Continuing my series on how dancers, teachers, parents, and schools can celebrate National Dance Week in meaningful ways that will endure beyond this small portion of the year, this post is about watching and discussing dance.
In an earlier post, I suggested that one way to celebrate NDW is to go see dance in order to better appreciate the art form you are practicing. But, watching, understanding and appreciating dance takes practice, too! The Arts Alive website offers some important things to remember as you set out to watch dance:
- If you are a dance aficionado, go to see dance.
- If you have never seen a live dance performance, try it out.
- If you are unsure about it, start with something more familiar.
- If you have seen one show and you hated it, don’t be discouraged.
When watching dance, remember that there are no rules as to how you should interpret, experience, or feel about what you see. Everyone in the audience may see or digest the dance differently, so there is no right or wrong. Allowing yourself the freedom to just observe a performance will alleviate the pressure of having to “get it.” Here are some ideas on what to look for, notice, and ask yourself during a dance performance.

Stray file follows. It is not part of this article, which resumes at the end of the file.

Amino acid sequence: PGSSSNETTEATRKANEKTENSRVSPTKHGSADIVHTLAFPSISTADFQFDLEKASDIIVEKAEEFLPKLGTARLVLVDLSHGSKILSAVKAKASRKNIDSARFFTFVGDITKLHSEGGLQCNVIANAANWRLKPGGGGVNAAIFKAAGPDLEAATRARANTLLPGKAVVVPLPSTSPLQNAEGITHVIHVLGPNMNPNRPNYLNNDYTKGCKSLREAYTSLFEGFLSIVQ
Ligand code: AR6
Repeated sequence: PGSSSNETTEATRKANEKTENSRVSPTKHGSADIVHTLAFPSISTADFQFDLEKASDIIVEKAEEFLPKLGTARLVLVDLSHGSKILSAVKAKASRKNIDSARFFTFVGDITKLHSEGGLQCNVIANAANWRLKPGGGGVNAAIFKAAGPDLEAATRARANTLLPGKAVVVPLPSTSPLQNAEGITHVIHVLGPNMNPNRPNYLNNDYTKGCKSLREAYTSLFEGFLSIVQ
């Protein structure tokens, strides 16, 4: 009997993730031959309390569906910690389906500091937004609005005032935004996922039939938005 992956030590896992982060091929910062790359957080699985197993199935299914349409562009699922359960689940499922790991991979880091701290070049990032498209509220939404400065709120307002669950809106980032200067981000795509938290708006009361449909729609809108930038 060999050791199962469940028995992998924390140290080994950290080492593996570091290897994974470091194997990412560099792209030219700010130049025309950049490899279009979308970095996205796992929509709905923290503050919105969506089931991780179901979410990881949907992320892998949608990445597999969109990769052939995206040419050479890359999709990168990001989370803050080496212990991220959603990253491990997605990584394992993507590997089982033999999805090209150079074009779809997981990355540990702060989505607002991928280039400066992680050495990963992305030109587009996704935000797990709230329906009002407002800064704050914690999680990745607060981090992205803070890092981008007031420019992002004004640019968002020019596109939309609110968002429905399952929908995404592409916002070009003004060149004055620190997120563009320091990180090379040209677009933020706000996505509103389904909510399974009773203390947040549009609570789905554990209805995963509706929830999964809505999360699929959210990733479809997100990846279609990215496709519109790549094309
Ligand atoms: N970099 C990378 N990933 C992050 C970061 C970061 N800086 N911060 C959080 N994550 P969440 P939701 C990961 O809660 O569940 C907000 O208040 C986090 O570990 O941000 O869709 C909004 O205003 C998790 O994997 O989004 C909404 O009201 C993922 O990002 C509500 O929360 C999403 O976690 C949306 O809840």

The next step in understanding dance is to discuss what you saw. Teachers (or family members) can facilitate discussion by asking questions about elements of the performance or the student’s experience. Here are some links that include ideas for types of questions one might ask:
I have taught in many private dance studios and I am continually surprised at how little the students have ventured beyond their dance bubble to actually witness the art form they study. Competitions and even conferences are helpful but exposure to the wider world of dance is, in my opinion, crucial to understanding, appreciating, and developing a life-long passion for dance. A process that will, in turn, improve a student’s drive and commitment to his/her study.
In a somewhat related post, the Dance Theater Workshop blog asks “How do you bring new people to dance?” These methods can also be used to encourage students and parents to see more dance. Check it out!!
Have you ever been to a dance performance and felt unsure or confused about what you were watching? Do you see many professional performances as part of your dance education? How do you get your students to watch more dance? Does your studio encourage students to attend performances or see dance, why or why not?